Manganese Ore - Restormel (#1215)
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Fact sheet

Manganese Ore - Restormel (#1215)

Forming botryoidal growths (kidney-ore) this sample could easily be mistaken as iron ore, not least because it is from Restormel Royal mine which operated as an iron mine from at least 1797 until final closure in 1910. Between 1855 and 1883, 127,796 tons of iron ore were produced. However, as well as iron, the mine is also known for its manganese, bismuth, barium and uranium mineralisation.

Analysis has shown that the rich, dark brown ore in this sample is an intimate mixture of cryptomelane (a KMn oxide) and romanechite (a BaMn oxide). It's impossible to tell them apart optically.

Iron-manganese mineralisation occurs at low temperatures and marks the end of hydrothermal activity in the St Austell area.

See also Cotterell, T.F. (2010) An unusual manganese-bearing assemblage from Restormel, Lostwithiel, Cornwall. Journal of the Russell Society, 13, 53-56.

Additional images
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50.418282, -4.674339
About this collection

A case study of the St Austell granite complex in Cornwall, England, illustrating the range of rocks associated with a granite intrusion. The earliest part of the complex is a siderophyllite (biotite) granite containing muscovite and tourmaline typical of a SW England granite, with many primary magmatic features.

This early intrusion was followed by the intrusion of an evolved volatile-rich magma which was the driving force behind a series of intense hydrothermal processes as volatiles escaped from this magma and helped to establish an extensive alteration halo (aureole). Boron, fluorine and lithium (as well as water) played major roles in the formation of the second intrusion and in the associated hydrothermal processes. Igneous activity lasted around 18 million years from 282 Ma (siderophyllite granite) to 265 Ma (fluorite granite).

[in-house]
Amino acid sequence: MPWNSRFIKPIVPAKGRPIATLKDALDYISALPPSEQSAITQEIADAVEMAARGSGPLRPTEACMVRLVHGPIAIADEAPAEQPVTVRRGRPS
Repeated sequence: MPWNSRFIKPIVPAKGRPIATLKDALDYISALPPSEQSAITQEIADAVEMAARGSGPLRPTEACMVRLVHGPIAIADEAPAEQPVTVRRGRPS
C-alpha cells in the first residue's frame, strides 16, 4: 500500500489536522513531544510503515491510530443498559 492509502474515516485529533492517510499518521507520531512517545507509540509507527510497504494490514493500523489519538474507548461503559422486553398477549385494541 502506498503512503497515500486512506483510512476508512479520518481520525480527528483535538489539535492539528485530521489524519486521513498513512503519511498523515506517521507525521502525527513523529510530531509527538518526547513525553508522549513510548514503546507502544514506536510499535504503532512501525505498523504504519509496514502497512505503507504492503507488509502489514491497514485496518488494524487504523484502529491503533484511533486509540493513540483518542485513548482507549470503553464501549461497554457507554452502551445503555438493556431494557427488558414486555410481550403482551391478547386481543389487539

Sample details

Collection: St Austell Granite
Rock-forming mineral
Category guide  
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Accessory minerals
Minerals that occur in very low abundance in a rock. They are usually not visible with the naked eye and contribute perhapssver, they often dominate the rare elements such as platinum group metals.
Rock-forming minerals
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A general term used to label a rock sample. It is a useful way of grouping similar samples throughout a collection. Category names are often, but not exclusively, common rock names (e.g. granite, basalt, dolerite, gabbro, greisen, skarn, gneiss, amphibolite, limestone, sandstone).
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We would like to thank the following for the use of this sample: